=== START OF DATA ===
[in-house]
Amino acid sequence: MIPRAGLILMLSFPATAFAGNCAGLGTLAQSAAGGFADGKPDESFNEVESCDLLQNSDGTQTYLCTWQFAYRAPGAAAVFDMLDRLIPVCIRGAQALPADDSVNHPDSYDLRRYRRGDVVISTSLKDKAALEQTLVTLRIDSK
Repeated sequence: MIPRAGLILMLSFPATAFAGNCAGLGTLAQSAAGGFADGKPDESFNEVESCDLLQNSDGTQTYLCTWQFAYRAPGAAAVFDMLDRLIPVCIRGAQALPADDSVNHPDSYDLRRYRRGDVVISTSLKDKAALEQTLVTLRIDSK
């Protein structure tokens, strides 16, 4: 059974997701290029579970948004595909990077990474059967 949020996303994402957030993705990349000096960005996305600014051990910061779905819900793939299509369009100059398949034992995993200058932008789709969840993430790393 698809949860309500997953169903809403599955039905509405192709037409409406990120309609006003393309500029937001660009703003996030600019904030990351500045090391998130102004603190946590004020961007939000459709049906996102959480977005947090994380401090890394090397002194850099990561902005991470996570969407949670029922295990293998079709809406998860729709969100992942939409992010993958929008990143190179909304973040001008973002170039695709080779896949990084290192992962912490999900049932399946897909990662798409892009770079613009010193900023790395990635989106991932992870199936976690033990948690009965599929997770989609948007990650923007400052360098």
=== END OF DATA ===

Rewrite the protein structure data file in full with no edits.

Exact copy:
[in-house]
Amino acid sequence: MIPRAGLILMLSFPATAFAGNCAGLGTLAQSAAGGFADGKPDESFNEVESCDLLQNSDGTQTYLCTWQFAYRAPGAAAVFDMLDRLIPVCIRGAQALPADDSVNHPDSYDLRRYRRGDVVISTSLKDKAALEQTLVTLRIDSK
Repeated sequence: MIPRAGLILMLSFPATAFAGNCAGLGTLAQSAAGGFADGKPDESFNEVESCDLLQNSDGTQTYLCTWQFAYRAPGAAAVFDMLDRLIPVCIRGAQALPADDSVNHPDSYDLRRYRRGDVVISTSLKDKAALEQTLVTLRIDSK
């Protein structure tokens, strides 16, 4: 059974997701290029579970948004595909990077990474059967 949020996303994402957030993705990349000096960005996305600014051990910061779905819900793939299509369009100059398949034992995993200058932008789709969840993430790393 698809949860309500997953169903809403599955039905509405192709037409409406990120309609006003393309500029937001660009703003996030600019904030990351500045090391998130102004603190946590004020961007939000459709049906996102959480977005947090994380401090890394090397002194850099990561902005991470996570969407949670029922295990293998079709809406998860729709969100992942939409992010993958929008990143190179909304973040001008973002170039695709080779896949990084290192992962912490999900049932399946897909990662798409892009770079613009010193900023790395990635989106991932992870199936976690033990948690009965599929997770989609948007990650923007400052360098």